If one would, in a sitting of a single hour, understand where and why America converted from the economic patriotism of Washington, Hamilton, Jefferson, Madison, Jackson, Lincoln, Theodore Roosevelt and Cal Coolidge to the free-trade ideology of academics and ideologues, none of whom ever built a great nation, let me commend a splendid pamphlet from The Conservative Caucus.
"The Conservative Case Against Free Trade," by Ian Fletcher and William Shearer, is a brisk walk through the trade and tariff history of the republic. It is a short story of national decline, of how a nation that converted itself in its first century from 13 agricultural colonies into the greatest industrial power the world had ever seen began to kick it all away in the third century of its existence.
It is a chronicle of the rise and fall of the United States as a sovereign and self-sufficient republic.
The knock on economic nationalists is that they really do not believe in trade.
This is nonsense. Like libertarians, economic patriots believe in untrammeled free trade among the states of the Union.
They believe in the 14th Amendment's equal protection of the law. U.S. wage-and-hour laws, civil rights laws and environmental laws should apply equally to factories from New York to New Mexico and from Alabama to Arizona. If states wish to adopt their own right-to-work laws or abolish corporate income taxes, that is free and fair competition.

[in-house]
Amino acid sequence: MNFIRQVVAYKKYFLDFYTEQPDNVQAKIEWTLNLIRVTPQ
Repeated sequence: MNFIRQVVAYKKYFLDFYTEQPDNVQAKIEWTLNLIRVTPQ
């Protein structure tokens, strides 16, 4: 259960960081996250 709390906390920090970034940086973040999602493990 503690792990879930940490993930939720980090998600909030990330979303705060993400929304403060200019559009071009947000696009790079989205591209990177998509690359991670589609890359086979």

Global free trade is an altogether different matter.
If you move your factory to Mexico, Guatemala, Vietnam, China or Bangladesh, the 14th Amendment no longer applies.
Global free trade means U.S. workers compete with Asian and Latin American workers whose wages are a fraction of our own and whose benefits may be nonexistent. Global free trade means U.S factories that relocate to Indonesia or India need not observe U.S. laws on health, safety, pollution or paying a minimum wage.
Global free trade means that companies that move factories outside the United States can send their products back to the United States free of charge and undercut businessmen who retain their American workers and live within American laws.
Free trade makes suckers and fools out of patriots.
Anticipating the Davos crowd, Thomas Jefferson wrote: "Merchants have no country. The mere spot they stand on does not constitute so strong an attachment as that from which they draw their gains."
Instead of a trade policy crafted for the benefit of multinationalist corporations, we need a new trade policy that puts America and Americans first.